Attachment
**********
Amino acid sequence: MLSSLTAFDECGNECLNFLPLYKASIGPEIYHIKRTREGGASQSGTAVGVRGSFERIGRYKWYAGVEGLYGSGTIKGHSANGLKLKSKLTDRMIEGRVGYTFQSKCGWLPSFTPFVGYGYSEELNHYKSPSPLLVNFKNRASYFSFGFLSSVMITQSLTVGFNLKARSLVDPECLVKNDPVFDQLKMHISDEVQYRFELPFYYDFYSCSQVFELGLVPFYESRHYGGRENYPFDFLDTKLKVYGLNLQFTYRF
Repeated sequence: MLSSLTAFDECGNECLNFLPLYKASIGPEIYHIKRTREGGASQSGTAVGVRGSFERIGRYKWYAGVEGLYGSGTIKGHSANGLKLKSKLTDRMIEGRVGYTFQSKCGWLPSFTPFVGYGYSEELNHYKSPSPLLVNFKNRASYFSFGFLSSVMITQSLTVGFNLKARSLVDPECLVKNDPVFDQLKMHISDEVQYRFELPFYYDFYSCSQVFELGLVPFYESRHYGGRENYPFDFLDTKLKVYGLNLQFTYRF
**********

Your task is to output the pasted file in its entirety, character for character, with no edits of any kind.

Amino acid sequence: MLSSLTAFDECGNECLNFLPLYKASIGPEIYHIKRTREGGASQSGTAVGVRGSFERIGRYKWYAGVEGLYGSGTIKGHSANGLKLKSKLTDRMIEGRVGYTFQSKCGWLPSFTPFVGYGYSEELNHYKSPSPLLVNFKNRASYFSFGFLSSVMITQSLTVGFNLKARSLVDPECLVKNDPVFDQLKMHISDEVQYRFELPFYYDFYSCSQVFELGLVPFYESRHYGGRENYPFDFLDTKLKVYGLNLQFTYRF
Repeated sequence: MLSSLTAFDECGNECLNFLPLYKASIGPEIYHIKRTREGGASQSGTAVGVRGSFERIGRYKWYAGVEGLYGSGTIKGHSANGLKLKSKLTDRMIEGRVGYTFQSKCGWLPSFTPFVGYGYSEELNHYKSPSPLLVNFKNRASYFSFGFLSSVMITQSLTVGFNLKARSLVDPECLVKNDPVFDQLKMHISDEVQYRFELPFYYDFYSCSQVFELGLVPFYESRHYGGRENYPFDFLDTKLKVYGLNLQFTYRF